Medical  
 
Editorials » Medical » Cancer

The Truth About Melanoma!

By: redgsr
For example, if a primary melanoma on the left shin spreads to lymph nodes, it will almost always spread first to the lymph nodes in the left groin. A primary lesion located on the middle of the back, however, may spread first to the lymph nodes in either of the armpits, to those in either the groin or collarbone region, or even to either side of the neck. When melanoma spreads to lymph nodes, it shows up as a hard lump or lumps that are usually not painful unless they become very large.

It is important to realize that not all swollen lymph nodes are cancerous. We all get swollen lymph nodes from time to time as a result of infectious or inflammatory processes that we may not even be aware of. People with a history of melanoma are no different. So, if you feel a lump you think is a swollen lymph node, don't panic, but do have it evaluated by your doctor.

In other patients, the first sign of melanoma recurrence may be the appearance of a lump or lumps under the skin. These subcutaneous nodules may show up either within or near the wide local excision scar or farther away from this site. These are usually very easily seen and felt under the skin, although they are usually not painful. Often they are darkly pigmented (blue or black).

Less commonly, melanoma may spread directly to an internal organ or organs without first showing up in the lymph nodes or under the skin. When it spreads to organs, melanoma most commonly metastasizes to the lungs, liver, and brain, but it may spread anywhere. Melanoma may be present in the internal organs for months or even years before you have any symptoms, because cancer in these locations cannot be seen or felt and usually does not cause problems until the lesions are quite large.

Symptoms experienced by people with melanoma that has spread internally vary depending on the organs involved. For example, melanoma in the brain may cause headaches, numbness, weakness, sleepiness, dizziness, or a seizure; melanoma that has spread to the lungs or the heart may cause shortness of breath or cough; and melanoma that has metastasized to the liver or other abdominal organs may cause fatigue or abdominal pain. Other lesions may cause other problems.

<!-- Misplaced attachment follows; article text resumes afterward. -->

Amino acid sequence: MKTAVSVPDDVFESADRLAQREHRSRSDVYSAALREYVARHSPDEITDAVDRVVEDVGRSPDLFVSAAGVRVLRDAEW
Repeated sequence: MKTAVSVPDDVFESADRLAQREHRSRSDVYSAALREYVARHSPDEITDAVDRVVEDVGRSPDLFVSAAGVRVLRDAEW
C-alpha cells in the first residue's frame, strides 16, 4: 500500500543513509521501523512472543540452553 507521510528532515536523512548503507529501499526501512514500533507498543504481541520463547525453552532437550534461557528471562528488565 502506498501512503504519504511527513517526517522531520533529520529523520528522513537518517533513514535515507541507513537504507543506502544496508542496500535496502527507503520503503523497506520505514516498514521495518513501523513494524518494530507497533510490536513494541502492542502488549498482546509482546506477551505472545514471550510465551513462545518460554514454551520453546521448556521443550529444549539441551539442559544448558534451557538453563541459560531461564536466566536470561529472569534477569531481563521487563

We all experience many of these symptoms from time to time, of course. If they are caused by metastatic melanoma, however, they will persist. A headache that is relieved with Tylenol, that is gone in a day or two, or that is typical of a person's usual headaches is almost certainly not the result of melanoma in the brain, nor is a fleeting pain in the abdomen likely to be metastatic melanoma in the liver. You should contact your doctor if you develop any symptom out of the ordinary that persists for more than a few days. Lasting symptoms of any sort may be a sign of some sort of trouble, but not necessarily melanoma.

Share this article :

Users Reading this article are also interested in;
• The Truth About Fat, by Kim Beardsmore
• The Truth About 1, by David Bell
• The Truth About Low, by Michael Greeves
Top Searches on Cancer
•  What Does Skin Cancer Look Like•  What Skin Cancer Looks Like

About The Author, redgsr

http://www.danielmillions.comDaniel Millions

Add Streetdirectory.com to your favourites! - Make Streetdirectory.com your homepage
About » Widgets | T&C | Feedback   For Businesses » Free Ads | Online Advertising | Wall Maps | Text Ads
Hotline : Sales 6474 4005 | Marketing & Business Opportunities : 65942755 | (Mon to Fri, 9am to 6pm)